The Charity Commission has agreed to voluntarily look into how private schools with charitable status use their facilities. This comes after an extensive debate in the House of Lords over a proposed amendment to the Charities (Protect and Social Investment) Bill, tabled by Lord Wallace and Lord Moynihan.
The amendment had proposed that:
- Independent schools which are charities must engage actively with local communities and state schools with a view to sharing resources and facilities; and
- The Charity Commission must publish guidance setting out the minimum that charitable independent schools must to do to comply with duty in subsection.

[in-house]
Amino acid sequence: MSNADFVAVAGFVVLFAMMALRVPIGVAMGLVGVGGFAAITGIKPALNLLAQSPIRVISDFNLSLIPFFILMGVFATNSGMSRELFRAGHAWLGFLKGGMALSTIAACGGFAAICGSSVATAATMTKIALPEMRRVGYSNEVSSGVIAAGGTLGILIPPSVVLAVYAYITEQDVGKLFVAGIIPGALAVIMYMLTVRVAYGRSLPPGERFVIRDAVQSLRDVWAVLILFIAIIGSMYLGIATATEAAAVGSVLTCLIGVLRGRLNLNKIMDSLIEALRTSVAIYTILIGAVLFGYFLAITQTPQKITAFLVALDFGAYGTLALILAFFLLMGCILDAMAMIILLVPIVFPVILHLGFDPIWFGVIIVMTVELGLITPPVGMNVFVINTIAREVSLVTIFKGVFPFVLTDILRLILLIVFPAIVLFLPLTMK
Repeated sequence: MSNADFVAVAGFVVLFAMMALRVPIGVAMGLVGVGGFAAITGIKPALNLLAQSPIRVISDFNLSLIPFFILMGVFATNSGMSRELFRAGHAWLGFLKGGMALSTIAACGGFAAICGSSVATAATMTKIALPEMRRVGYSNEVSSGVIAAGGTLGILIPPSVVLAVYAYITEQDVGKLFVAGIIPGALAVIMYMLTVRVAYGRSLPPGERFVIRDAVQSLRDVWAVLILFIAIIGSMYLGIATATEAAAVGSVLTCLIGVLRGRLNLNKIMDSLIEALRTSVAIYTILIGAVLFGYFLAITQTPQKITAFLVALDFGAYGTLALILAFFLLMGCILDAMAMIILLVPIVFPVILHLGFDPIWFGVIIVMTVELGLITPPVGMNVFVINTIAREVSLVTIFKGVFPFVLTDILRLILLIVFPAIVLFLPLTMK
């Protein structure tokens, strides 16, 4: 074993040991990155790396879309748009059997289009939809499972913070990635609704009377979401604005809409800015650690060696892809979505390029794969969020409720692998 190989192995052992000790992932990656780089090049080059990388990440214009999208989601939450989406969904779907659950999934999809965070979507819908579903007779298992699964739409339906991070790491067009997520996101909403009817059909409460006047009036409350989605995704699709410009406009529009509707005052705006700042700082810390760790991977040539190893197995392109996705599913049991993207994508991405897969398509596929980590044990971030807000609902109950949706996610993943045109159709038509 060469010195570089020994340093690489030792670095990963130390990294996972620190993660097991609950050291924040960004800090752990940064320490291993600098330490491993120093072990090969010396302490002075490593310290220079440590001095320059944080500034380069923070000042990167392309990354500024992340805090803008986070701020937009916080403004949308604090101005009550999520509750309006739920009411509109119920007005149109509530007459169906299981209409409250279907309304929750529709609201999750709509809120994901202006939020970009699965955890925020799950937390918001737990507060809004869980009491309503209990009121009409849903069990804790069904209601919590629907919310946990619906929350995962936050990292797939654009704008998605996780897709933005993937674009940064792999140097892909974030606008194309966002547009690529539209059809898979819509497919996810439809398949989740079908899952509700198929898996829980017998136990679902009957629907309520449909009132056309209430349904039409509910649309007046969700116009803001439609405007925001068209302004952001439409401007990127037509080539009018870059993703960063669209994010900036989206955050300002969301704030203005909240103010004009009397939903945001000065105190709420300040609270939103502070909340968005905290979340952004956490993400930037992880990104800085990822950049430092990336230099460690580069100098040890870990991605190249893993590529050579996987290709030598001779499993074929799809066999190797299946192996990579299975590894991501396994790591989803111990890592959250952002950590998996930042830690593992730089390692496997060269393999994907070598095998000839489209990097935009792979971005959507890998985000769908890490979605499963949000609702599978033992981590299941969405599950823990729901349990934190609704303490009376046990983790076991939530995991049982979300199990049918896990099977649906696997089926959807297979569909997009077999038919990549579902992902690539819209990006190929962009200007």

The Commission had been concerned about the use of legislation, but did recognise the spirit and principles behind the proposed amendment. The amendment was ultimately withdrawn by its proposers after it was decided that enough had been achieved through a voluntary approach. In response to the debate, the Commission has written to the Independent Schools Council (ISC) to outline a new approach.
The new approach will see a revived effort to encourage the opening of school facilities on a voluntary basis; this will include an online facility to help the identification of opportunities, and a clear encouragement for greater partnership working between independent and state schools on sporting facilities.
The impact of the new initiatives will be assessed in detail by a research project. This research will look into the annual reports of charitable schools and data the ISC collects through its annual census of independent schools to assess these partnerships including via the online facilities.
Full details of this are here.